Mike Wells Mastering

mike-wells-mastering-1Las Vegas, NV – January 2013 – Mastering engineer Mike Wells has installed a new pair of ATC SCM150ASL PRO three-way active reference monitor speakers – purchased from Brad Lunde, president of U.S. distributor TransAudio Group in Las Vegas – at his studio in North Hollywood, CA. Wells almost immediately discovered how accurately mixes mastered at his new facility translated outside his studio while working with Vance Powell on an album that he engineered and mixed for up-and-coming indie rock band The Young Things.

From winning a shoot-out against other prospective mastering houses to completing the album master took only days, Wells reports. “The whole thing happened in four days, and I really think a lot of that had to do with the seamlessness of translation coming from the mix to the master. Vance’s perspective and the producer’s perspective on the mixes all felt very similar to what I was hearing. When I sent them tracks back they said, ‘Yes, this is what we want!’ I’m doing better work with the ATCs – I’m making better, faster decisions, I’m making less revisions and clients are happier.”

Wells recently moved into a room in the famed former Kingsound Studios complex in North Hollywood, now owned by production music company Megatrax, after relocating from San Francisco to the Los Angeles area over a year ago. The new ATC SCM150 monitors replaced a pair of Dunlavy SC-V passive monitors, which Wells had been using for the past eight years, but which were not suited to his new facility. “You need a lot of space and a long throw to be able to run the Dunlavys,” he explains.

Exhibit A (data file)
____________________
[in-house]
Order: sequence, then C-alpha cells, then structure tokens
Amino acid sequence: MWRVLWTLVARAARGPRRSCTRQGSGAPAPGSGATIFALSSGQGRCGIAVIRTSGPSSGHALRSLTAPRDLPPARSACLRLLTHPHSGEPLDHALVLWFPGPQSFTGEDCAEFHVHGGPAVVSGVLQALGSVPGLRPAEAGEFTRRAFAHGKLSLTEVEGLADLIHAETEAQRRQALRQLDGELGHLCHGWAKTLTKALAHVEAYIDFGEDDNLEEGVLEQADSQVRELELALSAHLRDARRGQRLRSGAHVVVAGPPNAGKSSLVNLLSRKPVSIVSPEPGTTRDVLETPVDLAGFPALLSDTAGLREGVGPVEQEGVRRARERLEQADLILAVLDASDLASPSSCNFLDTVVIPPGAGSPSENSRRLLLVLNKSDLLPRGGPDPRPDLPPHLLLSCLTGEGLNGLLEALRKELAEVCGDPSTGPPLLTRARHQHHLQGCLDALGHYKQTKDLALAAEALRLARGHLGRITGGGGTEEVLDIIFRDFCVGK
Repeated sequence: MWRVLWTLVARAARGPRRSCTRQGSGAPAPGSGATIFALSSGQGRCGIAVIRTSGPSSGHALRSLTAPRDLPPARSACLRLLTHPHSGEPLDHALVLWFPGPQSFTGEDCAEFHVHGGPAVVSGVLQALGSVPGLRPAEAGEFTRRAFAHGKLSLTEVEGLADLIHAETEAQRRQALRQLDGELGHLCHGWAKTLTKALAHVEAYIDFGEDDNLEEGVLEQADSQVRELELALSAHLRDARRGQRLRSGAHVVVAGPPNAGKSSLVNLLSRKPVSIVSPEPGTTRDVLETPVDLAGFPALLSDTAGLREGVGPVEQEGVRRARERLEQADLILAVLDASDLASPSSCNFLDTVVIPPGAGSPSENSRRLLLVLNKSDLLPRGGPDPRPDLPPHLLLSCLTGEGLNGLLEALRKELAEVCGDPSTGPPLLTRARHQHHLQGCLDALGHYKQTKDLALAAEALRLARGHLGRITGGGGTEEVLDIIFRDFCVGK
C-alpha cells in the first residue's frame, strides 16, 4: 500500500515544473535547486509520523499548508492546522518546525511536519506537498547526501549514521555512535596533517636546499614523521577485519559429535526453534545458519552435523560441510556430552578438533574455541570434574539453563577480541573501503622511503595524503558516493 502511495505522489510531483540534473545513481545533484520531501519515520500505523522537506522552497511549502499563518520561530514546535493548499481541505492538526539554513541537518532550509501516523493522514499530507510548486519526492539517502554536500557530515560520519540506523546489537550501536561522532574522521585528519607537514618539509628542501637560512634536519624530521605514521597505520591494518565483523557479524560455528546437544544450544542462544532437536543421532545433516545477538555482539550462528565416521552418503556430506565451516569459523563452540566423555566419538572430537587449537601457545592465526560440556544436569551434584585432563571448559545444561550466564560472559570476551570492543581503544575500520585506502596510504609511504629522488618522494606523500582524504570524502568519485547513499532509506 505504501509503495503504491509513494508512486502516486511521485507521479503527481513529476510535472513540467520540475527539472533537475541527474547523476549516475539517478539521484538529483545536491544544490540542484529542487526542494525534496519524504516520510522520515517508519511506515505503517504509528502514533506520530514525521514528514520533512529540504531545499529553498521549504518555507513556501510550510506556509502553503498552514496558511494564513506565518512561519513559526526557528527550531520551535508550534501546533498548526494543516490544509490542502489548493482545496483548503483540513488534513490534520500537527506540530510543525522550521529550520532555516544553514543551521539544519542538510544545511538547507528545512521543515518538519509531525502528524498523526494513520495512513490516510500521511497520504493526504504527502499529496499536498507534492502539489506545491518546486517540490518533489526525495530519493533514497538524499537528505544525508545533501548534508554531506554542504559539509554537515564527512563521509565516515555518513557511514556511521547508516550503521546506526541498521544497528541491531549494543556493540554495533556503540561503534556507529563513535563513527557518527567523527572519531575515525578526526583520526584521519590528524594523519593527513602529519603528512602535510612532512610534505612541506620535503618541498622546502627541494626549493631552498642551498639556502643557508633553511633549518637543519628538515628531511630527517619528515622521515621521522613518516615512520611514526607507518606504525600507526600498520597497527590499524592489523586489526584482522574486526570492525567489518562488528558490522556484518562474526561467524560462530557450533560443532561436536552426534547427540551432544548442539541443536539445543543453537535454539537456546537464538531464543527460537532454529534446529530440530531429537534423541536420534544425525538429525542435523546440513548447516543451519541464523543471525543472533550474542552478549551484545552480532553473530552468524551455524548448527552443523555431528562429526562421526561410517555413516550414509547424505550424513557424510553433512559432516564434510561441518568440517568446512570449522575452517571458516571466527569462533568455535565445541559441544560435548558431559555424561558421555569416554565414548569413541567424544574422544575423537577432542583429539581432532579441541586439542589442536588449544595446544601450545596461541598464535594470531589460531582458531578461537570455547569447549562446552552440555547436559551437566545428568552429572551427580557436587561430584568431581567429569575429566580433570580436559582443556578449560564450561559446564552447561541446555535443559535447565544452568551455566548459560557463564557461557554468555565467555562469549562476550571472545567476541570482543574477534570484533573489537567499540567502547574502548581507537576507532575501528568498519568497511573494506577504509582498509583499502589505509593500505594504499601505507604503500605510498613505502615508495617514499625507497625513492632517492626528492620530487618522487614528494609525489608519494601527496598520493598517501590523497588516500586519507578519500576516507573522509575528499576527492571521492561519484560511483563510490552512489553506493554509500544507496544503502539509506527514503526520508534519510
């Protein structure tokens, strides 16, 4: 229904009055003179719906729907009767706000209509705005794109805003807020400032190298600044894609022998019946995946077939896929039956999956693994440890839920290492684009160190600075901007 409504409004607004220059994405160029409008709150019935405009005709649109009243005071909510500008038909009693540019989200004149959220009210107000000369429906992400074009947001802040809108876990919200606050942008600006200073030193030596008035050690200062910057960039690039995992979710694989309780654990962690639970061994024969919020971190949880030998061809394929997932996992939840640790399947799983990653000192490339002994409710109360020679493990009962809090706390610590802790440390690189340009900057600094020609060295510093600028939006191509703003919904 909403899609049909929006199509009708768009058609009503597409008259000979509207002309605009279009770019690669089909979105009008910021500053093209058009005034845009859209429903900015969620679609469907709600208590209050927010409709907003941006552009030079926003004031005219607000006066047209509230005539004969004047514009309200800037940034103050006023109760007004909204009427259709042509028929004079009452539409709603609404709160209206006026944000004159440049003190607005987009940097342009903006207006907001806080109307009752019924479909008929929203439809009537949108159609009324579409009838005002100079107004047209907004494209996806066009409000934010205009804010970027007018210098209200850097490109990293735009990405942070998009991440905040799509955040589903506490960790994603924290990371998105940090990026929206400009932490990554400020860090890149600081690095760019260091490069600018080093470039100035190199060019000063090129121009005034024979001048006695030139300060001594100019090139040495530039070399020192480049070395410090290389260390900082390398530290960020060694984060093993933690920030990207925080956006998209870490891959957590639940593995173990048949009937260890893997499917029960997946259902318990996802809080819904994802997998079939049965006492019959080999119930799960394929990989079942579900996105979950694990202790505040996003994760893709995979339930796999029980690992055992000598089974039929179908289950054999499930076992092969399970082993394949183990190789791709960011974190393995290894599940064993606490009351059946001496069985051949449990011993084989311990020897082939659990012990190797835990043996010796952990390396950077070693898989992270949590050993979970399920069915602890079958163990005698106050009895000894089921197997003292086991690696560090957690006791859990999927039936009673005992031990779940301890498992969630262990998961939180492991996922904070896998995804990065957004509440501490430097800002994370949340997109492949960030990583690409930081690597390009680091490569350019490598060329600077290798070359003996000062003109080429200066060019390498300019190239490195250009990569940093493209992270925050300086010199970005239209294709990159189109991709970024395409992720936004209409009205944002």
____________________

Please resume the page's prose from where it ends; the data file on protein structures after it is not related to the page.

“I didn’t want to lose the performance and the fidelity that I was getting, but I clearly needed a smaller format speaker,” he continues. During his research, Wells found a review in Stereophile magazine comparing the ATC SCM150 speakers with the Dunlavys, which are no longer manufactured. “The reviewer wrote that it’s so hard to find a speaker that can perform like the Dunlavy, because of its legend and its reputation. The ATC 150 was the only speaker he’d heard in a long time that not only came close but also that he felt would be a wonderful next-generation speaker. So I got in touch with Brad at TransAudio.”

Changing over to the SCM150s offered a number of advantages, according to Wells. “I’ve reduced the crossover count and I’ve got a smaller footprint. There are so many crossovers in the Dunlavy system that I always felt I had to double-check crossover count. But most people don’t listen on large array systems, so I wanted to get onto a system that was at most a three-way. Plus, because most systems today are active, I wanted to represent what’s happening in the marketplace better. So the ATCs met all of my criteria – and the price point was great,” says Wells.

He also notes, “I didn’t even have to play with the positioning. We put them down, turned them on, and…that’s what I was looking for! We fine-tuned them from there.”

He concludes, “I feel like I’ve been doing better work since I got the ATCs. It’s the sum of all the parts: this rig is the best that it’s ever been and I’m in this awesome, acoustically correct room. My revision list from every client has been greatly reduced, which I attribute to the ATCs and this room. It’s everything that you want to hear from a results standpoint.”